As I write this, we live in an age of religious and ethnic tolerance and those values have been perpetuated with the spread of Christianity throughout the world. It is morally imperative that we don’t put people to the sword just because we don’t believe in the same god. So why did David do it and how should we interpret his behaviour?

In David’s time, God’s kingdom of Isra’el did not live in safety. There were constant threats of invasion, being taken as slaves, robbery, rape and murder. God raised up a man after His own heart, David, to lead the people to safety and ensure that they followed Him, the one true God. [Ref. 1 Kings 11:34, 2 Samuel 5:12 and Judges 2:2-3]

For Isra’el to be safe, the surrounding nations had to be bought under control. This was predominantly due to their polytheistic lifestyles, which continually poisoned the spiritual lives of the people of Isra’el. The references which repeatedly advise, implore and demand that the Israelites resist and get rid of these gods are many and include, from Deuteronomy alone: 7:16 and 25-26; 12:2-7 and 29-32; 20:17-18; 28:13-14; 29:16-21. This is not an exhaustive list. Following other gods would lead the people to destruction and the Lord did not want that to happen. Why?

Yahweh is known as a jealous God, but He is so for protective reasons. This is a point in history where religious tolerance just doesn’t apply and if there were religions carrying out these practices today, tolerance would not apply now either. Throughout every culture, if you study standards of morality, there are some practices which are intolerable, regardless of nation, year, race or religious creed. These include murder, prostitution and harming others. Sadly, these neighbouring religions demanded obedience to rituals which involved all those elements.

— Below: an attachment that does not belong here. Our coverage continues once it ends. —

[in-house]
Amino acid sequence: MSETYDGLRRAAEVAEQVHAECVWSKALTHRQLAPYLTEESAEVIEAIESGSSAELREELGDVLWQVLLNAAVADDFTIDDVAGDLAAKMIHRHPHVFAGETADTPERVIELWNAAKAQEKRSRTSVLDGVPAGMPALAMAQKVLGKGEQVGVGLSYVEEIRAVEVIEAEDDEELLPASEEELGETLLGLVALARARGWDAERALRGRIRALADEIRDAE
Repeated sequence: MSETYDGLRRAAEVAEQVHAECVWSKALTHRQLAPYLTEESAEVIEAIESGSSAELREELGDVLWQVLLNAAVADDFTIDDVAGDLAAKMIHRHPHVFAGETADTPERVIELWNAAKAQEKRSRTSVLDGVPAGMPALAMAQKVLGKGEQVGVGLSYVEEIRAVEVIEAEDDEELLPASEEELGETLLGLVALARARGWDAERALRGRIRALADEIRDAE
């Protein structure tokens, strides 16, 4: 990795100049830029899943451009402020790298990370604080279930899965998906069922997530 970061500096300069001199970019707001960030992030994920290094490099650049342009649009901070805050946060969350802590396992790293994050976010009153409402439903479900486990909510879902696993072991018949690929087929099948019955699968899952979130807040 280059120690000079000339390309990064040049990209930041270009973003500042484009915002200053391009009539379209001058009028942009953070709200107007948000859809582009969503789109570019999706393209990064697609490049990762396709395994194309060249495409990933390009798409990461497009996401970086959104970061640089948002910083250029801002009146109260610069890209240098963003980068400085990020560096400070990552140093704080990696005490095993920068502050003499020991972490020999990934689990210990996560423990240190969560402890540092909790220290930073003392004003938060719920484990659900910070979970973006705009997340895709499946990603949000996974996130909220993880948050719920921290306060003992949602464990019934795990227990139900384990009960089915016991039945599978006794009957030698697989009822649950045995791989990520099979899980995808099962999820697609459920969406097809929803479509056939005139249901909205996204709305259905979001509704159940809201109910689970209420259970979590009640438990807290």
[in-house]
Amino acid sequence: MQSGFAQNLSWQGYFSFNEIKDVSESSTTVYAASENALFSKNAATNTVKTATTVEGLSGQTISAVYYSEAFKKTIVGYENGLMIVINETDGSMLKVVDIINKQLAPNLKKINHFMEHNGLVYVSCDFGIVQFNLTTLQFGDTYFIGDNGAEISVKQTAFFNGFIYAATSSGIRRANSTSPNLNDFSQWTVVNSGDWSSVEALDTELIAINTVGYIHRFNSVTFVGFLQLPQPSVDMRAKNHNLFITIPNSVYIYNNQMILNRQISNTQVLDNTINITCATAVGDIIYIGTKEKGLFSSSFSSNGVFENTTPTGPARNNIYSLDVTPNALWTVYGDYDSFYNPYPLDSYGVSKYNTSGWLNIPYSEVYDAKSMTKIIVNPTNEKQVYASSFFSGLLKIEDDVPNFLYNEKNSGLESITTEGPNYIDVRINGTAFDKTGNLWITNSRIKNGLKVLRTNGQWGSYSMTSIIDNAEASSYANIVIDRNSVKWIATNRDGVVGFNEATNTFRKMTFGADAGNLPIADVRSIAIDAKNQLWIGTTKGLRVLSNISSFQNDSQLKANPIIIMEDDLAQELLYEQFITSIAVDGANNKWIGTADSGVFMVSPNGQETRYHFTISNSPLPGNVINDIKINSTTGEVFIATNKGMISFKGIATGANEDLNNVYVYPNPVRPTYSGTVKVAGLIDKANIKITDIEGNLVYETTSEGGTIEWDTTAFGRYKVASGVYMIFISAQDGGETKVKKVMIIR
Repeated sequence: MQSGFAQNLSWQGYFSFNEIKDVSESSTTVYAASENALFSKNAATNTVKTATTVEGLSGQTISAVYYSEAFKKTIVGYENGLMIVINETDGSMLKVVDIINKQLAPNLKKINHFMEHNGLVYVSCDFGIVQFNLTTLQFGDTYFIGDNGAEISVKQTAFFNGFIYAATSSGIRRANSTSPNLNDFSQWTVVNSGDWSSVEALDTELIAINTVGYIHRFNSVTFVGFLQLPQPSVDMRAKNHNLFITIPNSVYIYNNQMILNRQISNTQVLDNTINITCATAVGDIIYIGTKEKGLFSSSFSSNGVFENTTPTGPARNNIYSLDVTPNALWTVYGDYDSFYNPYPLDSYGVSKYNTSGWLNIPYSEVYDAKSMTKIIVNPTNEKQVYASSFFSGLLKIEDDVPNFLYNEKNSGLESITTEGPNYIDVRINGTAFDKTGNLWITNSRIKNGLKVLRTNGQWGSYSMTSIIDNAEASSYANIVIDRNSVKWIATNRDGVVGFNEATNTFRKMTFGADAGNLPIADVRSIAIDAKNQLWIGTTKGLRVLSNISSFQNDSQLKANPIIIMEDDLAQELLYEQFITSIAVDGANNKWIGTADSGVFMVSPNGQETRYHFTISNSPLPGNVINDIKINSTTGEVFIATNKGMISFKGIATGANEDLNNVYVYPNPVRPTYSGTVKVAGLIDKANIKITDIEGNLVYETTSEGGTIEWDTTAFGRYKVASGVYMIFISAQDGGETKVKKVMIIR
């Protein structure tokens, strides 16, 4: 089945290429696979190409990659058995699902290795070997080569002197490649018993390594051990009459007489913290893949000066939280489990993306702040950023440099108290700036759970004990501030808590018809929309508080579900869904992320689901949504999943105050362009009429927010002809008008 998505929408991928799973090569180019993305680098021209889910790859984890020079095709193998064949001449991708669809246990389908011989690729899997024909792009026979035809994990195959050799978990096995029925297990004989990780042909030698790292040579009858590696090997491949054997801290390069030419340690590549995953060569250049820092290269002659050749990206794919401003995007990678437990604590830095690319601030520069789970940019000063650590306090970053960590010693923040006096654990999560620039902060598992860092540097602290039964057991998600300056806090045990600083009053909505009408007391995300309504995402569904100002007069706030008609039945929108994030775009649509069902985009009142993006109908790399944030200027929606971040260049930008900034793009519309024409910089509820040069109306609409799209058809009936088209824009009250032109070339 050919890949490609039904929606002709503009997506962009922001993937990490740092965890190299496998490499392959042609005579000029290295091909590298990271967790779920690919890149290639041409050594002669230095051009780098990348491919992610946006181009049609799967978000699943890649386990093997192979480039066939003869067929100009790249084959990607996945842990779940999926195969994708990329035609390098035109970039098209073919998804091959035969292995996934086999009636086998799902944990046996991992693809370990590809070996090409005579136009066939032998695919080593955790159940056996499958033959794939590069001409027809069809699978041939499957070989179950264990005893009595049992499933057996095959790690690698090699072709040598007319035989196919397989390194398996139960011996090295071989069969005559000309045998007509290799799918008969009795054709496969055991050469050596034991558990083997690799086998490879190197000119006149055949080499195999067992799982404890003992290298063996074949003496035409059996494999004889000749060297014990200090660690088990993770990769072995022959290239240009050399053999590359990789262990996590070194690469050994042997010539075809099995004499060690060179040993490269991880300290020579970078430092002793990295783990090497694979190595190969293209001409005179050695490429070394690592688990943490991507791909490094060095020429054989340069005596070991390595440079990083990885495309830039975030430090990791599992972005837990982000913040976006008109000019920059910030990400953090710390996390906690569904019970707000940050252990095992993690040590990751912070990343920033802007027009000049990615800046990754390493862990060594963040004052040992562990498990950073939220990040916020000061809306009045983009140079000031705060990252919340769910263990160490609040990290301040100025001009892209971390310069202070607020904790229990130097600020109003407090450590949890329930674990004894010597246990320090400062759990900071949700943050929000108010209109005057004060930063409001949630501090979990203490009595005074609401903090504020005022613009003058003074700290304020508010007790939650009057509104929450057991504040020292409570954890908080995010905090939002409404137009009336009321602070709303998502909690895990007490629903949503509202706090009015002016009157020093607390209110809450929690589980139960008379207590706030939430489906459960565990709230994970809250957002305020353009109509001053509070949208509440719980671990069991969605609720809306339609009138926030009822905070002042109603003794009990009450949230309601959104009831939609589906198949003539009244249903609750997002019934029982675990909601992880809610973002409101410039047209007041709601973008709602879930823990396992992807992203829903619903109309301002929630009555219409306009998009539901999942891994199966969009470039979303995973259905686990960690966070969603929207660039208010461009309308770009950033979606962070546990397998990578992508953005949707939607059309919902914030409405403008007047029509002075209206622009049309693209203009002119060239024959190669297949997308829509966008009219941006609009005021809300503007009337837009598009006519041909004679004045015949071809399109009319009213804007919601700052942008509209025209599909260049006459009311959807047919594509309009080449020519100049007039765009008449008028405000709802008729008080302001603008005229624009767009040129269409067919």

Warrior god from Moab. Stone stele, Late Bronze Age (ca. 1200 BC) or Iron Age (ca. 800 BC), found in Redjōm el-A'abed in 1851 by Félix de Saulcy and brought back to France in 1865 by the duke of Luynes.

Warrior god from Moab. Stone stele, Late Bronze Age (ca. 1200 BC) or Iron Age (ca. 800 BC), found in Redjōm el-A’abed in 1851 by Félix de Saulcy and brought back to France in 1865 by the duke of Luynes.

Here are the worst offenders:
– Ba’al: a fertility and war god, who demanded self-mutilation, ecstatic shamanistic like dances, ritual sex (which in cults that exist now, is often abusive and non-consentual, which may have been the case then also,) and child sacrifice.